• Hunting Season and Wildfire Prevention


    Hunting season brings a sense of pride for one's heritage and family traditions.  It's an opportunity for families to spend time together, while teaching younger generations about conservation and caring for the land and natural resources.

    Unfortunately, sometimes these outdoor activities can spark a wildfire.  About 90% of wildfires in Texas are human caused, which means 90% of our wildfires could be prevented with some simple actions.

    From 2016-2020, Texas A&M Forest Service responded to 3,742 wildfires burning nearly 1.5 million acres.  In Texas, 37% of the total annual wildfires occurred during the major hunting season months of September through January.  More than half of these fires were caused by unsafe debris burning and equipment use - which includes fires caused by vehicles, trailers, ATV/UTVs and other equipment frequently used while hunting and camping.



    Top Preventable Human Caused Wildfires During Hunting Season

     + Campfire Safety
    • Learn before you burn.  Check for any burn bans, local ordinances or campground restrictions before building your campfire.
    • Always obey local burn bans and outdoor burning restrictions.  Wait to conduct any outdoor burning or light campfires until the burn ban has been lifted and weather conditions are not extremely hot, dry, or windy.
    • Keep your embers contained by using a fire ring or fire pit.
    • Check for overhanging branches, power lines or other hazards that could catch fire.
    • Keep your campfire to a manageable size.  A large fire requires more work and water to ensure it's dead out.
    • When putting out your campfire: drown the ashes with water, stir with a shovel and feel that the ashes are cool with the back of your hand.  Repeat these steps until your ashes are cold.
    • Use local firewood.  When you transport firewood, you might unintentionally spread harmful insects or diseases to new locations.
    • Keep a water source, such as a hose or bucket, nearby.
    • Be mindful of kids and pets around campfires.
    • Never leave your cooking or campfire unattended!


    TPWD Campfire Safety

     + Debris Burning
    • Check local burning restrictions and burn bans before lighting any outdoor burn piles.
    • Keep debris piles small and manageable.
    • Clear vegetation and flammable material at least 10 feet away from your pile.
    • Avoid burning under over obstructions like trees, power lines and structures.


    9 Out of 10 Wildfires Are Human Caused

     + Parking in Dry Grass
    • Maintain off-road vehicles and avoid parking or idling over dry vegetation.
    • Keep vehicles well maintained, including the vehicle's exhaust system - failing catalytic converters may emit extremely hot metal fragments and ignite a roadside wildfire.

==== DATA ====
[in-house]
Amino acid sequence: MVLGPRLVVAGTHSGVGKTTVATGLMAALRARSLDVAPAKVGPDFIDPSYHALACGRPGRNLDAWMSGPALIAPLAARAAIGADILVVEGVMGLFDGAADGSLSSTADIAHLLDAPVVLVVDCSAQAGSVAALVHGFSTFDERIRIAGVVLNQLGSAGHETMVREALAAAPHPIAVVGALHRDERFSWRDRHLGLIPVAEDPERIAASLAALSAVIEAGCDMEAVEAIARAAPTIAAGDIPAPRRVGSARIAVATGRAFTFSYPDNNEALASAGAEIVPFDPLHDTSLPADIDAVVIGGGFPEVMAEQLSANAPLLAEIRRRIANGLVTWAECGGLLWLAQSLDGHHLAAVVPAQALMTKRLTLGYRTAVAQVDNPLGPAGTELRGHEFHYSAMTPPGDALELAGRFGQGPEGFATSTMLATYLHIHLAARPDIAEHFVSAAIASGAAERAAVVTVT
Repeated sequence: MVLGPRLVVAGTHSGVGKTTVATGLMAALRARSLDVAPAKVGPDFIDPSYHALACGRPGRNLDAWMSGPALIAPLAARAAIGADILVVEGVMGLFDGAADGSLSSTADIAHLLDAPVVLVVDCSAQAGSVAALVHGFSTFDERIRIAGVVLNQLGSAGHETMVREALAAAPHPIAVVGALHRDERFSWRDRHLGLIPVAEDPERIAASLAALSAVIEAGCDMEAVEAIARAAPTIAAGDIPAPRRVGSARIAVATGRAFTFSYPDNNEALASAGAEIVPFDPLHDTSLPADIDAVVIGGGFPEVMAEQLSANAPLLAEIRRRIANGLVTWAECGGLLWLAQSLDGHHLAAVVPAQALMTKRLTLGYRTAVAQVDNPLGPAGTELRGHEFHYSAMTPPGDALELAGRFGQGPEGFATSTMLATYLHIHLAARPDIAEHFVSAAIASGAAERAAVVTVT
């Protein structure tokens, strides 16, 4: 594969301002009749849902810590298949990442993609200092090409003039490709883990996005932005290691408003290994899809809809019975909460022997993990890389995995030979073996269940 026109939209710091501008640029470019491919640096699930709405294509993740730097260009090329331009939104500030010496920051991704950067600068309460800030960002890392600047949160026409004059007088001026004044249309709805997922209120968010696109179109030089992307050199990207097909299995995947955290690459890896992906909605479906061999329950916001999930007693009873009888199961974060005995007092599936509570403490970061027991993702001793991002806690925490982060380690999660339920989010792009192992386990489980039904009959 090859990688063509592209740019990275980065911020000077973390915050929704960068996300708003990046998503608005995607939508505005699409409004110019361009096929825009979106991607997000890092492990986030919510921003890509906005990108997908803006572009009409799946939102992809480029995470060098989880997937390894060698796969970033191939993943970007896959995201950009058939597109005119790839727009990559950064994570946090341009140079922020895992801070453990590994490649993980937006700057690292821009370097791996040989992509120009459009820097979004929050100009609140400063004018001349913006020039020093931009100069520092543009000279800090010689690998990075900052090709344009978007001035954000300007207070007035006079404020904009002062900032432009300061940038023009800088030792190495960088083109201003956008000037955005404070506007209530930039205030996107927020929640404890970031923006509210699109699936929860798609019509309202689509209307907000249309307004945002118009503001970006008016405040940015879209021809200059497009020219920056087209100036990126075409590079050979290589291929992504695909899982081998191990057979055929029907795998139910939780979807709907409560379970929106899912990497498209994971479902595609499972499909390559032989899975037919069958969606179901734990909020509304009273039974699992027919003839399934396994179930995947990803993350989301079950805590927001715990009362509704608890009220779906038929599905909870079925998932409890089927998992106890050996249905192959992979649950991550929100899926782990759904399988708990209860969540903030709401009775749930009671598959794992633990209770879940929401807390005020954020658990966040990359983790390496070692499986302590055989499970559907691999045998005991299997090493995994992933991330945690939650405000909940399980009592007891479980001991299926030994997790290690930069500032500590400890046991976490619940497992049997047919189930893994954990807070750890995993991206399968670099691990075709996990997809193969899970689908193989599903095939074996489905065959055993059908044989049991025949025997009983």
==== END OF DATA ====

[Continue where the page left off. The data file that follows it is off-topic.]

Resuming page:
• Avoid driving and/or parking in tall, dry grass.  The catalytic converter is located underneath your vehicle and may start wildfires if exposed to dry vegetation.  Catalytic converters operate between 550-1600º F and can reach 2000º F if the engine is not running properly.


     Avoid Parking or Idling Over Dry Grass

     + RV's
    • Make a pre-trip checklist and inspect your RV before each trip.  Include items such as: wheel bearings, tire pressure, lug nuts, safety chains, stabilizing jacks, brakes, and emergency break-away switches/cables.
    • Keep fire extinguishers in the kitchen, bedroom, and an outside compartment or in your tow vehicle.
    • Check your RV's brakes.  A dragging brake can ignite a tire, brake fluid, or wheel bearing lubricant.
    • Ensure your power cord is in good condition and suitable for the electrical load of your RV.  
    • Check your tires and wheels for wear and heat each time you stop for fuel or rest.
    • Be careful where you pull over and park.  Avoid stopping or parking in dry grass and stay on the pavement whenever possible.


    Secure Safety Chains When Towing Trailers  

     + Trailer Towing
    • Always connect your trailer safety chains, even for short trips.  Loose chains can create sparks, igniting roadside grasses.
    • Underinflated tires and/or tire failure pose a wildfire hazard.  Wheel rims may produce sparks if contact is made with the pavement.  Keep a pressure gauge in your vehicle and ensure all tires are properly inflated.  Inspect tires regularly, especially during long trips, for signs of damage.
    • Stay up-to-date with your trailer maintenance.  Ensure your wheel bearings, lights, wiring, and brakes are in good shape and functioning properly before each trip.
    • Keep an eye on your trailer while you're driving.  Stop immediately if you notice any smoke, sparks, or flat tires.
    • Never park in dry grass.  Overheated wheel bearings and vehicle exhausts can quickly ignite roadside grasses.
    • Do a 360º inspection around your trailer and tow vehicle before each trip.  Check for any loose tie-downs or items that could shift and come in contact with the road.


     Carry a Fire Extinguisher In All Vehicles